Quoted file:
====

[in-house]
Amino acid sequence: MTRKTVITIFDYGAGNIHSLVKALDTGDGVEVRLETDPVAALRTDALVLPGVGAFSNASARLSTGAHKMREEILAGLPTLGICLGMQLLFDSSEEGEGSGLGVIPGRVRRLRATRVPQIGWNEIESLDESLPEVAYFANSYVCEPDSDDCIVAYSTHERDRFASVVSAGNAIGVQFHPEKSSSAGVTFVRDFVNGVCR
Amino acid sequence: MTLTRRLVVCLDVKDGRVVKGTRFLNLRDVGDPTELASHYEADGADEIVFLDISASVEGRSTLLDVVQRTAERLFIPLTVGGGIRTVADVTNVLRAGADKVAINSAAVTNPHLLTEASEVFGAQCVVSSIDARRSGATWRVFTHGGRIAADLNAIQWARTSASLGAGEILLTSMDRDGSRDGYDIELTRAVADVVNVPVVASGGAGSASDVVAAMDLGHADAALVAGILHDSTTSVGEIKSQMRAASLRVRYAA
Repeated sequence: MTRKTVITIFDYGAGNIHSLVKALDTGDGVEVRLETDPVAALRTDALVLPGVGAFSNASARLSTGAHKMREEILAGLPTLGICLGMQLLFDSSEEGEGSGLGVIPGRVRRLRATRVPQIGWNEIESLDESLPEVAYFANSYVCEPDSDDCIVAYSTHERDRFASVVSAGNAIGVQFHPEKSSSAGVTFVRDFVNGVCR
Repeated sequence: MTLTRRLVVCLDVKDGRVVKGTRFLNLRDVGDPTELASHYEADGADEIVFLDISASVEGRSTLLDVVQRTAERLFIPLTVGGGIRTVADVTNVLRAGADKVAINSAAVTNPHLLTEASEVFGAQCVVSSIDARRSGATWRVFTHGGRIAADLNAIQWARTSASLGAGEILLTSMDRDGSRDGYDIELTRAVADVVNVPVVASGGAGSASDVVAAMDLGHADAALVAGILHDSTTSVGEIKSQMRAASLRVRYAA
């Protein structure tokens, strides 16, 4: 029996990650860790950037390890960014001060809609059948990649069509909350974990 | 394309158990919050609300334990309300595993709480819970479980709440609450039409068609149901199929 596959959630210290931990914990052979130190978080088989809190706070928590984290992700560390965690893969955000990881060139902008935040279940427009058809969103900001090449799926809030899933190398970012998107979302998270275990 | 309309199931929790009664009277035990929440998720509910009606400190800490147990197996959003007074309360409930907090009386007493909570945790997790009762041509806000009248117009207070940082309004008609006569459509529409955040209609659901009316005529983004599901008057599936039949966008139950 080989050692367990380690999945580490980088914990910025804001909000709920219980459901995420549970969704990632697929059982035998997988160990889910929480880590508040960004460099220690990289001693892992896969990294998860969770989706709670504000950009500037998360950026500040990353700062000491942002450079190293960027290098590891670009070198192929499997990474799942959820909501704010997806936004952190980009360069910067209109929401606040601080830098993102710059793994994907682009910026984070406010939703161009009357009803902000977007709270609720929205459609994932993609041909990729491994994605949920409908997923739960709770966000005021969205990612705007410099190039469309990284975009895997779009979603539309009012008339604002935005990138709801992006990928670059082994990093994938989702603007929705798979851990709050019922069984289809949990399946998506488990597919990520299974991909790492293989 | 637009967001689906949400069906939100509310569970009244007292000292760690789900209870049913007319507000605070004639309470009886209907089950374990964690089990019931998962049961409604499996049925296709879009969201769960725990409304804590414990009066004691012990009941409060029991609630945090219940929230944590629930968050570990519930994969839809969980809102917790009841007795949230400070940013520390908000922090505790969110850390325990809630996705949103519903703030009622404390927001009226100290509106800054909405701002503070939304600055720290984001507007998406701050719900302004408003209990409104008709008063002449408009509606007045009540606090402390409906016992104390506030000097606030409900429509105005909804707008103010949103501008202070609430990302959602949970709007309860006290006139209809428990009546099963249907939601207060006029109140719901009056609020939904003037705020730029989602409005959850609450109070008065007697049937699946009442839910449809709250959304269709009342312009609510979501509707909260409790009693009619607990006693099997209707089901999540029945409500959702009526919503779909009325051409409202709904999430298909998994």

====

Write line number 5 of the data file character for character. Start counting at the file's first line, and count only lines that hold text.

Repeated sequence: MTLTRRLVVCLDVKDGRVVKGTRFLNLRDVGDPTELASHYEADGADEIVFLDISASVEGRSTLLDVVQRTAERLFIPLTVGGGIRTVADVTNVLRAGADKVAINSAAVTNPHLLTEASEVFGAQCVVSSIDARRSGATWRVFTHGGRIAADLNAIQWARTSASLGAGEILLTSMDRDGSRDGYDIELTRAVADVVNVPVVASGGAGSASDVVAAMDLGHADAALVAGILHDSTTSVGEIKSQMRAASLRVRYAA